Physical Examination

Signs of respiratory failure may be present throughout the body. Physical examination findings by region appear below:

  • General inspection: Accessory muscle use, altered mental status, cachectic, conversational dyspnea, diaphoresis, fever, respiratory distress (i.e., at rest or with exertion), obesity, and purse-lipped breathing
  • Head: Cushingoid appearance, central cyanosis, Horner's syndrome, and pale conjunctiva
  • Neck: Jugular venous distention, lymphadenopathy, and tracheal deviation
  • Chest/thorax: Asymmetrical chest expansion, bradypnea, bronchial breath sounds, Cheyne-Stoke breathing, crackles, decreased breath sounds, dullness to percussion, hyper-resonance to percussion, Kussmaul breathing, kyphoscoliosis, loud P2, paradoxical breathing, pectus carinatum, pectus excavatum, pleural rub, reduced chest expansion, rhonchi, stridor, tachypnea, tactile vocal fremitus, vesicular breath sounds, vocal resonance, wheezes, and whispering pectoriloquy
  • Abdomen: Hepatomegaly
  • Upper extremities: Asterixis, digital clubbing, peripheral cyanosis, tobacco staining, and tremor
  • Lower extremities: Edema, peripheral cyanosis, and unilateral swelling.[20]


As discussed above, respiratory failure is a syndrome caused by a multitude of pathological states. As such, a single algorithm for evaluating respiratory failure does not exist. Appropriate diagnostic studies may include laboratory assays (i.e., complete blood count with the differential, comprehensive metabolic panel with magnesium/phosphorous, procalcitonin, troponin, and thyroid-stimulating hormone), infectious workup (i.e., blood cultures, sputum cultures, respiratory pathogen panel test, and urinary antigen test), and 12-lead electrocardiography. Evaluation of respiratory failure with arterial blood gas, capnometry, radiography, pulse oximetry, and ultrasonography are discussed below.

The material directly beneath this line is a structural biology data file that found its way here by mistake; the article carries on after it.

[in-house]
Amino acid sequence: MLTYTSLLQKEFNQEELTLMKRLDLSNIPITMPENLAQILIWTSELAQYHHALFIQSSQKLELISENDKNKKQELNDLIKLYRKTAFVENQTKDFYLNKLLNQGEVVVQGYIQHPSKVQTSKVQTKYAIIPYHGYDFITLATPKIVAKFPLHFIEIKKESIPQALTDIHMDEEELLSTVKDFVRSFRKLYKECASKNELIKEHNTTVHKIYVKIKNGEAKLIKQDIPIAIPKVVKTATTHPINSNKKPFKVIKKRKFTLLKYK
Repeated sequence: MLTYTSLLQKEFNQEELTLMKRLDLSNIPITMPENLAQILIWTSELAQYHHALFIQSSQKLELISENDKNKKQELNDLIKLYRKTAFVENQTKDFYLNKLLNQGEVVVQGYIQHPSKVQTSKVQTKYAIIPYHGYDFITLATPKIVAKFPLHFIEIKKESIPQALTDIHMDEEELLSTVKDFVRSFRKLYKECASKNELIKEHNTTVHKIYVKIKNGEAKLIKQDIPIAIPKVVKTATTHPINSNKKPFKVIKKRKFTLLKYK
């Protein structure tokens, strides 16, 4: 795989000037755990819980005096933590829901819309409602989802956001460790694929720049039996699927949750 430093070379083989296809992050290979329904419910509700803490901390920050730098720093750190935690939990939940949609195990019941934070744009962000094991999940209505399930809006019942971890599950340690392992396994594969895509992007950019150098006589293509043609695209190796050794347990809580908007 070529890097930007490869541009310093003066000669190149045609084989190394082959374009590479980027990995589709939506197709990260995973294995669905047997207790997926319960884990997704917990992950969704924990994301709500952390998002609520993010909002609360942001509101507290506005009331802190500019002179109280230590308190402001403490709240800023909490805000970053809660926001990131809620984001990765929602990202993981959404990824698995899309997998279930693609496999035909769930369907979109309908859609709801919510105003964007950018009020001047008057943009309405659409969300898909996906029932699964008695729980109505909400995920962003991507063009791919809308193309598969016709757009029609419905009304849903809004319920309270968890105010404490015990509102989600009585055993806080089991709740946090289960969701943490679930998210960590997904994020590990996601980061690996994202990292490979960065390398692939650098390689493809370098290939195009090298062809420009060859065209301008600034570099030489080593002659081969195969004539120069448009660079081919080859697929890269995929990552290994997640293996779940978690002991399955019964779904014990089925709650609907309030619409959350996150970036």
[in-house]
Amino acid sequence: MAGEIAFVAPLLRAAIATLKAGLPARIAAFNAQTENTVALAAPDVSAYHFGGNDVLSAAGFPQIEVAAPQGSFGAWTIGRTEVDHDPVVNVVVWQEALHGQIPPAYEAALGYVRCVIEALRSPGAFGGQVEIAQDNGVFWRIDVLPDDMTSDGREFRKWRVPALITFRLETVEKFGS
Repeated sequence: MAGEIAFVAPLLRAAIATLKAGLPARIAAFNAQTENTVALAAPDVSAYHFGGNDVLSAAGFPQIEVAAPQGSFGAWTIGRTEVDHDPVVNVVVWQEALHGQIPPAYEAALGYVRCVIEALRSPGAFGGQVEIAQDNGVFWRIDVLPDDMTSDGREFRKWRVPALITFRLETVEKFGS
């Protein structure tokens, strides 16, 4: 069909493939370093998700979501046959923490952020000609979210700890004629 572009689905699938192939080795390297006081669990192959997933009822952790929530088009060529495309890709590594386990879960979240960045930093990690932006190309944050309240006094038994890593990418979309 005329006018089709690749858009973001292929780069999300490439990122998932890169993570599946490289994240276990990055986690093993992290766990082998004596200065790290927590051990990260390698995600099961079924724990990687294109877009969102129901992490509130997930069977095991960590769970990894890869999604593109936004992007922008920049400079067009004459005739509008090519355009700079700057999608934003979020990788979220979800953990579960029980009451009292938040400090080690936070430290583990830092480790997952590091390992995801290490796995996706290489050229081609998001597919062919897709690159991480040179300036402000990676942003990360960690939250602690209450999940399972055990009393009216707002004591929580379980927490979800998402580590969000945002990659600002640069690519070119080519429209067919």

Arterial Blood Gas

Arterial blood gas (ABG) is the gold standard for diagnosing respiratory failure. At a minimum, the information obtained from an ABG includes pH, partial pressure of arterial oxygen (PaO2), partial pressure of arterial carbon dioxide (PaCO2), and serum bicarbonate (HCO3). It should be noted that the HCO3 obtained from an ABG is a calculated value and may, therefore, be inaccurate. Analysis of an ABG should instead be performed using a measured HCO3 obtained from a basic metabolic panel.

Oxygenation is assessed through the interpretation of the PaO2. Hypoxemia is defined as a PaO2 less than 60 mmHg. Ventilation is assessed through the interpretation of the PaCO2. Hypercapnia is defined as a PaCO2 greater than 45 mmHg.

Information from the ABG can also be used to differentiate acute from chronic respiratory failure by evaluating the renal response to PaCO2. In respiratory acidosis, the kidneys respond by increasing the absorption of HCO3 in the proximal convoluted tube. As this is a slow process, the magnitude of HCO3 absorption in acute respiratory acidosis is less than the magnitude of HCO3 absorption in chronic respiratory acidosis. This difference allows for the distinction between the chronicity in acute and chronic respiratory failure.[21]